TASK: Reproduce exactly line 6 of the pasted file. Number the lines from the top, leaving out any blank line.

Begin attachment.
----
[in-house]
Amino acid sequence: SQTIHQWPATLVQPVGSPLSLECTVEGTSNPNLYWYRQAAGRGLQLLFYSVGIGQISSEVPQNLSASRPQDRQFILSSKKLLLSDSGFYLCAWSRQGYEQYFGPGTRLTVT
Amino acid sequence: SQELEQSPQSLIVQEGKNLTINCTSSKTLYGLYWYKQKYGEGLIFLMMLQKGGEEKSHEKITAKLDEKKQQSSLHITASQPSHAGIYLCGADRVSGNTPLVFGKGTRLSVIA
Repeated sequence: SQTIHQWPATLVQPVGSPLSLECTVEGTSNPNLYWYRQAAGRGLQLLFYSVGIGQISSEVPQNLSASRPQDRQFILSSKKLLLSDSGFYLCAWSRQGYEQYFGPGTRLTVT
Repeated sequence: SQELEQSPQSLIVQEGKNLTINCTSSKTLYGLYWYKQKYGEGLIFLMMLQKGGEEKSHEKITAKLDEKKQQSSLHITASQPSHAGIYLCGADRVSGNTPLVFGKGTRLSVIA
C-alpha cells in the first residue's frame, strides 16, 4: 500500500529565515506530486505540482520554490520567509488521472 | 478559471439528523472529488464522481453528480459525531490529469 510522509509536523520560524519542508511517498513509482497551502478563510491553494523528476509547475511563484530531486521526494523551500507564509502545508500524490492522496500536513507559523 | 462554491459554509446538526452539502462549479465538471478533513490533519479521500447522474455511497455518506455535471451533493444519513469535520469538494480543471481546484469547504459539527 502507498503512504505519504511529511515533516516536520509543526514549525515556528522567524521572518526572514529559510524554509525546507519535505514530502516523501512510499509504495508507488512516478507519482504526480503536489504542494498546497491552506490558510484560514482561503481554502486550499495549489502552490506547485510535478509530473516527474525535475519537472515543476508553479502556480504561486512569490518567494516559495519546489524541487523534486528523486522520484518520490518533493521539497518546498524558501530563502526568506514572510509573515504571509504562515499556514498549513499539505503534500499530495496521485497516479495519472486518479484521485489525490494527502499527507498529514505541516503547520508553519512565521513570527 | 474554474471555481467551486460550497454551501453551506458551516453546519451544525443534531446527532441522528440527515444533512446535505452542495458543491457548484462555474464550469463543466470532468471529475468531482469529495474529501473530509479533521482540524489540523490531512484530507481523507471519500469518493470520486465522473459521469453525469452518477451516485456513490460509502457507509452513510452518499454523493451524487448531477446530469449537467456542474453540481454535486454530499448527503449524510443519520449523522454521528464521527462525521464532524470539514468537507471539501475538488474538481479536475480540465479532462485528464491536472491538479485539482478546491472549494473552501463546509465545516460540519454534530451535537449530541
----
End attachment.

C-alpha cells in the first residue's frame, strides 16, 4: 500500500529565515506530486505540482520554490520567509488521472 | 478559471439528523472529488464522481453528480459525531490529469 510522509509536523520560524519542508511517498513509482497551502478563510491553494523528476509547475511563484530531486521526494523551500507564509502545508500524490492522496500536513507559523 | 462554491459554509446538526452539502462549479465538471478533513490533519479521500447522474455511497455518506455535471451533493444519513469535520469538494480543471481546484469547504459539527 502507498503512504505519504511529511515533516516536520509543526514549525515556528522567524521572518526572514529559510524554509525546507519535505514530502516523501512510499509504495508507488512516478507519482504526480503536489504542494498546497491552506490558510484560514482561503481554502486550499495549489502552490506547485510535478509530473516527474525535475519537472515543476508553479502556480504561486512569490518567494516559495519546489524541487523534486528523486522520484518520490518533493521539497518546498524558501530563502526568506514572510509573515504571509504562515499556514498549513499539505503534500499530495496521485497516479495519472486518479484521485489525490494527502499527507498529514505541516503547520508553519512565521513570527 | 474554474471555481467551486460550497454551501453551506458551516453546519451544525443534531446527532441522528440527515444533512446535505452542495458543491457548484462555474464550469463543466470532468471529475468531482469529495474529501473530509479533521482540524489540523490531512484530507481523507471519500469518493470520486465522473459521469453525469452518477451516485456513490460509502457507509452513510452518499454523493451524487448531477446530469449537467456542474453540481454535486454530499448527503449524510443519520449523522454521528464521527462525521464532524470539514468537507471539501475538488474538481479536475480540465479532462485528464491536472491538479485539482478546491472549494473552501463546509465545516460540519454534530451535537449530541